For many people the journey from being a career person to the world of parenthood is akin to the 'great unknown.' But, for some, the most difficult transition is when maternity leave is almost over and you're on the verge of returning to an office that has most likely undergone several changes since you've been gone.
While it's common in the UK for organisations to run a program helping parents with the transition from work to parenthood and then from being at home to returning to the workforce – it's a concept that is only slowly being embraced in Australia.
According to the Australian Bureau of Statistics, there's a major drop off for women returning to work, with 47 per cent of women reporting that they did not return to work before their child turned 2. Of those who did not return, most (88 per cent) stated that their reason for doing so was to care for their child.
However, with an increasing number of women now in senior leadership, there's a growing focus on helping them keep on track with their careers.
"We need to look at ways of supporting them and keeping them on track with their careers. Equally there is also a need to support fathers through the transition as it is not all plain sailing for them either and we want to encourage men to take more parental leave so women are able to get back into the work force," said Fiona Hitchiner from SeventeenHundred.
Hitchiner told The Huffington Post Australia parental transition training supports parents so they get assistance in not only maintaining their role when they return to work, but also help them actively progress their career.
"Going back to work after parental leave means going through an emotional curve. They'll be thinking, 'Will I survive, will my baby survive, what's my identity, will my baby love me?' These are real considerations, so having strategies in place by organisations to help people normalise that process with practical guidelines is so important," Hitchiner said.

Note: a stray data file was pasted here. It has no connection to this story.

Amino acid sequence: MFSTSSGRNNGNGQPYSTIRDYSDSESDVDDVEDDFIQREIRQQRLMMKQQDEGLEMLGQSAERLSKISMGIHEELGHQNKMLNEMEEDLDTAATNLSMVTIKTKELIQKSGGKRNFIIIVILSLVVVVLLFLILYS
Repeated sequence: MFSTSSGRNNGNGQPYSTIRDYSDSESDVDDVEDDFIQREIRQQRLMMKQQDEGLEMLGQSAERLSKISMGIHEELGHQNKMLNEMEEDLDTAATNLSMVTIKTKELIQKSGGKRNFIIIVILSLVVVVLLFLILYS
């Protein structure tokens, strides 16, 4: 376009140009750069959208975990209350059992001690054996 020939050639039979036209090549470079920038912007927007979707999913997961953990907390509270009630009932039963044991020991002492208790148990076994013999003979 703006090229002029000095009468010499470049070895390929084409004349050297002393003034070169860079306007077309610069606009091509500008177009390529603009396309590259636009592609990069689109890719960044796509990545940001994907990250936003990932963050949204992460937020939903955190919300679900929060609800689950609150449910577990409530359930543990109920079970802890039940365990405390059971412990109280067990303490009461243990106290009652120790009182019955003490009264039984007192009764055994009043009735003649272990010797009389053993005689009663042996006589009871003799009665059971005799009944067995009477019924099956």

"Also, for when they're still on parental leave, we can teach them how to engage their clients so they become an active participant in their parental leave, rather than sitting back and letting others make decisions for you."
Kate Sykes from Career Mums helps train parents who are making the transition from work to home, work-from-home and then back to work again.
"Before you go on parental leave, you should assist in the recruitment of a temporary person for your role. You are the best person to make sure that your role is being look after properly so you don't come back to even more work," Sykes said.
"Talk to your manager about possible return to work options. Consider a gradual return to work. Childcare and kids are a recipe for a high use of sick leave in the first few months so be prepared. For example, work two days per week for four weeks, then three days for four weeks. Think about whether you want to access your emails or be kept in the loop on various projects and establish how you'd like to stay in touch with your Manager."
Sykes said it's also a good idea to check out the Federal Government's Keeping in Touch Days.
Kate Syke's Tips For Maternity Leave & Back To Work.
- Talk to colleagues who have already made the transition back to work. What great tips can you pick up?
- The smoother the home front is, the better your return to work will be. Spend time locating quality child care and start talking to your partner about sharing the load.
- If you are a perfectionist and have been used to work ridiculous hours, get ready to change. The quality of work is now critical, not the quantity of time you commit to work.
- Request a gradual return to work and/or a flexible work arrangement.
- Some people are going to treat your career differently now because you are a parent. The question is whether you are prepared to be treated like that. You have just been through the biggest challenge of your life (birth!). Your resilience levels are now on steroids. Do what you need to do to get through for a few months, then unleash the beast.
"Many women have trodden this path, and have survived and flourished. Look after yourself while looking after everyone else. Work with your family to make it work," said Sykes.
"Every family situation is different so try not to compare yourself to everyone else. It is a tiring new world, but you would never go back."